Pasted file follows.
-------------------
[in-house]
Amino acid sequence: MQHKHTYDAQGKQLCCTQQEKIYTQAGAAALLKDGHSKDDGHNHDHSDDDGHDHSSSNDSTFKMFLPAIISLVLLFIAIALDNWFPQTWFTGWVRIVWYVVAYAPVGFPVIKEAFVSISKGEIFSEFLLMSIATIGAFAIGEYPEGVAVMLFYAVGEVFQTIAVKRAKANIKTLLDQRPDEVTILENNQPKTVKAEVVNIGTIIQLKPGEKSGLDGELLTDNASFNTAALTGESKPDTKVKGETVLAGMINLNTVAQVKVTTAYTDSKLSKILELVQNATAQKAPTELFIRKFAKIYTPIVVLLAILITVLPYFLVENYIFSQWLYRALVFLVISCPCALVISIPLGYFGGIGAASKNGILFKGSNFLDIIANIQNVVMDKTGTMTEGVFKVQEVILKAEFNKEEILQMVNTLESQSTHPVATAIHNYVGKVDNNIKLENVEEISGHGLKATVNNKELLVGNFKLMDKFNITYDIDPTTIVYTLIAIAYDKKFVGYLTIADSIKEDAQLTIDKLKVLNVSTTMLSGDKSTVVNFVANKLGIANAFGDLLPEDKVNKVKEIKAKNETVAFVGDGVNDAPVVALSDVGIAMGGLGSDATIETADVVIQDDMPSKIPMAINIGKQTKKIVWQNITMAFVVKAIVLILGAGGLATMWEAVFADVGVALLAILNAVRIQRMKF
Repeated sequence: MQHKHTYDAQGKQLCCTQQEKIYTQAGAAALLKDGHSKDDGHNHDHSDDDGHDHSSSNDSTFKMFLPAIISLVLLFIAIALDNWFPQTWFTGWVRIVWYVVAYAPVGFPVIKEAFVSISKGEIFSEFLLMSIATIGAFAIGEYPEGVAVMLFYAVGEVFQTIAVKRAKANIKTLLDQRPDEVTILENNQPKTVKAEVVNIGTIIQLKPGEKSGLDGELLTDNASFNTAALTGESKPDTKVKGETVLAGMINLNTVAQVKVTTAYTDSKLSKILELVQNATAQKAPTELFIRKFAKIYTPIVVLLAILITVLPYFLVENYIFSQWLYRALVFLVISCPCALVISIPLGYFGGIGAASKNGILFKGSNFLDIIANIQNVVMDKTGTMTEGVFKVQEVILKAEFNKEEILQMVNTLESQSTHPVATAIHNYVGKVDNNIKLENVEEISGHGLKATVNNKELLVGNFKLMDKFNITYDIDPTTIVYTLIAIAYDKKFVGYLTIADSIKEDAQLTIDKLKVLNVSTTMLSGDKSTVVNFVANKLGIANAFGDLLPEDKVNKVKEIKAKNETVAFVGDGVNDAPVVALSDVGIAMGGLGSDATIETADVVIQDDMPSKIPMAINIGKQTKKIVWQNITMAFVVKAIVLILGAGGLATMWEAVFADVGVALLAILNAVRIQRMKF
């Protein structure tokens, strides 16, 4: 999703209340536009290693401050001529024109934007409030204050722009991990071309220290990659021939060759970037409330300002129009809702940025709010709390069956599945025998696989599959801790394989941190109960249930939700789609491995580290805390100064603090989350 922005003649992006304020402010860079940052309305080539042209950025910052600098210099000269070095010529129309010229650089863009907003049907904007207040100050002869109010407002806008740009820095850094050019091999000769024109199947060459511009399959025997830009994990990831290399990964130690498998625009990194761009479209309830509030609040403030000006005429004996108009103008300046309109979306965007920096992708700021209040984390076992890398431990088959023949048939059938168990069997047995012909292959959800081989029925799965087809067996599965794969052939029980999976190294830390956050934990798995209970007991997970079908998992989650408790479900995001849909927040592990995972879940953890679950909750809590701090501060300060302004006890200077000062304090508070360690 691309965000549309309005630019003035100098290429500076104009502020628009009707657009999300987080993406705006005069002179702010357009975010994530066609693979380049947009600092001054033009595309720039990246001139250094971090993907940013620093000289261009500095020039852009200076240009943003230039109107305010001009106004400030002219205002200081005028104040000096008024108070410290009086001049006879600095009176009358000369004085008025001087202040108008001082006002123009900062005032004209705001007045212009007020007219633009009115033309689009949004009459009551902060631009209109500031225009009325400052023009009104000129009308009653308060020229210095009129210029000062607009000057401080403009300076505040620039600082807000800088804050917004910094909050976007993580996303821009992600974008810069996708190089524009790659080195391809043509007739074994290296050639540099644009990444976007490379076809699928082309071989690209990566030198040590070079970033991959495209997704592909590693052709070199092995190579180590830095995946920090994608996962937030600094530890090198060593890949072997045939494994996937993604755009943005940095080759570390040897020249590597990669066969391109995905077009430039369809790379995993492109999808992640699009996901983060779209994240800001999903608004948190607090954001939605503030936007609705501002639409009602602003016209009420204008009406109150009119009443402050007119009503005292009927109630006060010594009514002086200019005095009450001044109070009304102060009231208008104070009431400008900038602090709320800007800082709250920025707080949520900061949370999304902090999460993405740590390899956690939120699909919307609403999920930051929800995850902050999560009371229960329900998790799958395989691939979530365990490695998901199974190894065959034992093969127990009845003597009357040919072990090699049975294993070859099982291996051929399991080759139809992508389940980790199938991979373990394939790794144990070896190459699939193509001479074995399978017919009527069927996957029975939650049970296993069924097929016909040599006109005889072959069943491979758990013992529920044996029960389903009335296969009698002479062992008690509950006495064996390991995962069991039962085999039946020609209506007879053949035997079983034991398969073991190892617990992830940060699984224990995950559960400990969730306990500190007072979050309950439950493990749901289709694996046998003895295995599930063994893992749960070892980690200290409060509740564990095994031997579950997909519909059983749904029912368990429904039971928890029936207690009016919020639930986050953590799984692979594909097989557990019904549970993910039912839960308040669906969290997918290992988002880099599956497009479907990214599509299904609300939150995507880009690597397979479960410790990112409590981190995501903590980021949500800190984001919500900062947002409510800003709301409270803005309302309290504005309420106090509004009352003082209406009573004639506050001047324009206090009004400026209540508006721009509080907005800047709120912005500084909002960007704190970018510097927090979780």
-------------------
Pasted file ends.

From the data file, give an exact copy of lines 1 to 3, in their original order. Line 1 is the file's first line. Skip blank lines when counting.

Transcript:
[in-house]
Amino acid sequence: MQHKHTYDAQGKQLCCTQQEKIYTQAGAAALLKDGHSKDDGHNHDHSDDDGHDHSSSNDSTFKMFLPAIISLVLLFIAIALDNWFPQTWFTGWVRIVWYVVAYAPVGFPVIKEAFVSISKGEIFSEFLLMSIATIGAFAIGEYPEGVAVMLFYAVGEVFQTIAVKRAKANIKTLLDQRPDEVTILENNQPKTVKAEVVNIGTIIQLKPGEKSGLDGELLTDNASFNTAALTGESKPDTKVKGETVLAGMINLNTVAQVKVTTAYTDSKLSKILELVQNATAQKAPTELFIRKFAKIYTPIVVLLAILITVLPYFLVENYIFSQWLYRALVFLVISCPCALVISIPLGYFGGIGAASKNGILFKGSNFLDIIANIQNVVMDKTGTMTEGVFKVQEVILKAEFNKEEILQMVNTLESQSTHPVATAIHNYVGKVDNNIKLENVEEISGHGLKATVNNKELLVGNFKLMDKFNITYDIDPTTIVYTLIAIAYDKKFVGYLTIADSIKEDAQLTIDKLKVLNVSTTMLSGDKSTVVNFVANKLGIANAFGDLLPEDKVNKVKEIKAKNETVAFVGDGVNDAPVVALSDVGIAMGGLGSDATIETADVVIQDDMPSKIPMAINIGKQTKKIVWQNITMAFVVKAIVLILGAGGLATMWEAVFADVGVALLAILNAVRIQRMKF
Repeated sequence: MQHKHTYDAQGKQLCCTQQEKIYTQAGAAALLKDGHSKDDGHNHDHSDDDGHDHSSSNDSTFKMFLPAIISLVLLFIAIALDNWFPQTWFTGWVRIVWYVVAYAPVGFPVIKEAFVSISKGEIFSEFLLMSIATIGAFAIGEYPEGVAVMLFYAVGEVFQTIAVKRAKANIKTLLDQRPDEVTILENNQPKTVKAEVVNIGTIIQLKPGEKSGLDGELLTDNASFNTAALTGESKPDTKVKGETVLAGMINLNTVAQVKVTTAYTDSKLSKILELVQNATAQKAPTELFIRKFAKIYTPIVVLLAILITVLPYFLVENYIFSQWLYRALVFLVISCPCALVISIPLGYFGGIGAASKNGILFKGSNFLDIIANIQNVVMDKTGTMTEGVFKVQEVILKAEFNKEEILQMVNTLESQSTHPVATAIHNYVGKVDNNIKLENVEEISGHGLKATVNNKELLVGNFKLMDKFNITYDIDPTTIVYTLIAIAYDKKFVGYLTIADSIKEDAQLTIDKLKVLNVSTTMLSGDKSTVVNFVANKLGIANAFGDLLPEDKVNKVKEIKAKNETVAFVGDGVNDAPVVALSDVGIAMGGLGSDATIETADVVIQDDMPSKIPMAINIGKQTKKIVWQNITMAFVVKAIVLILGAGGLATMWEAVFADVGVALLAILNAVRIQRMKF